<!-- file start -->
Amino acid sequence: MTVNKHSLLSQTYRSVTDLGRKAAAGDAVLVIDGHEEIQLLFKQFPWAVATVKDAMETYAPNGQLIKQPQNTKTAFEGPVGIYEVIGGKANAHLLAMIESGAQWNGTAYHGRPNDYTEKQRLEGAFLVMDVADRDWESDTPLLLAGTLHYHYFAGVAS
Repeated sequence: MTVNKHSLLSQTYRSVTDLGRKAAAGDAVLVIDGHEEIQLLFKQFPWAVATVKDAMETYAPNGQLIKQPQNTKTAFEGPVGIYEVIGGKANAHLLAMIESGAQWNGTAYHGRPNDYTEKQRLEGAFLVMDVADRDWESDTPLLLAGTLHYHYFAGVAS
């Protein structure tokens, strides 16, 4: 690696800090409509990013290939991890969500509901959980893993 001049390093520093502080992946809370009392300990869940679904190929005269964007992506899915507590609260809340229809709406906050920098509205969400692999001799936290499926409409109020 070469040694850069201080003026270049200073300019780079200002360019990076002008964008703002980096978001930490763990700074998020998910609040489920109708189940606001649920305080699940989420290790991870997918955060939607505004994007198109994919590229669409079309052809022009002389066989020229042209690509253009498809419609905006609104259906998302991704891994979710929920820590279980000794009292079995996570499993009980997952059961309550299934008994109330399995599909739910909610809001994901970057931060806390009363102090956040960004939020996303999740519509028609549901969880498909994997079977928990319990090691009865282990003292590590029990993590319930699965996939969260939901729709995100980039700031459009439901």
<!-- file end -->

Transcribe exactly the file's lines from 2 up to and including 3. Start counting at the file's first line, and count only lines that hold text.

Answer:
Repeated sequence: MTVNKHSLLSQTYRSVTDLGRKAAAGDAVLVIDGHEEIQLLFKQFPWAVATVKDAMETYAPNGQLIKQPQNTKTAFEGPVGIYEVIGGKANAHLLAMIESGAQWNGTAYHGRPNDYTEKQRLEGAFLVMDVADRDWESDTPLLLAGTLHYHYFAGVAS
């Protein structure tokens, strides 16, 4: 690696800090409509990013290939991890969500509901959980893993 001049390093520093502080992946809370009392300990869940679904190929005269964007992506899915507590609260809340229809709406906050920098509205969400692999001799936290499926409409109020 070469040694850069201080003026270049200073300019780079200002360019990076002008964008703002980096978001930490763990700074998020998910609040489920109708189940606001649920305080699940989420290790991870997918955060939607505004994007198109994919590229669409079309052809022009002389066989020229042209690509253009498809419609905006609104259906998302991704891994979710929920820590279980000794009292079995996570499993009980997952059961309550299934008994109330399995599909739910909610809001994901970057931060806390009363102090956040960004939020996303999740519509028609549901969880498909994997079977928990319990090691009865282990003292590590029990993590319930699965996939969260939901729709995100980039700031459009439901």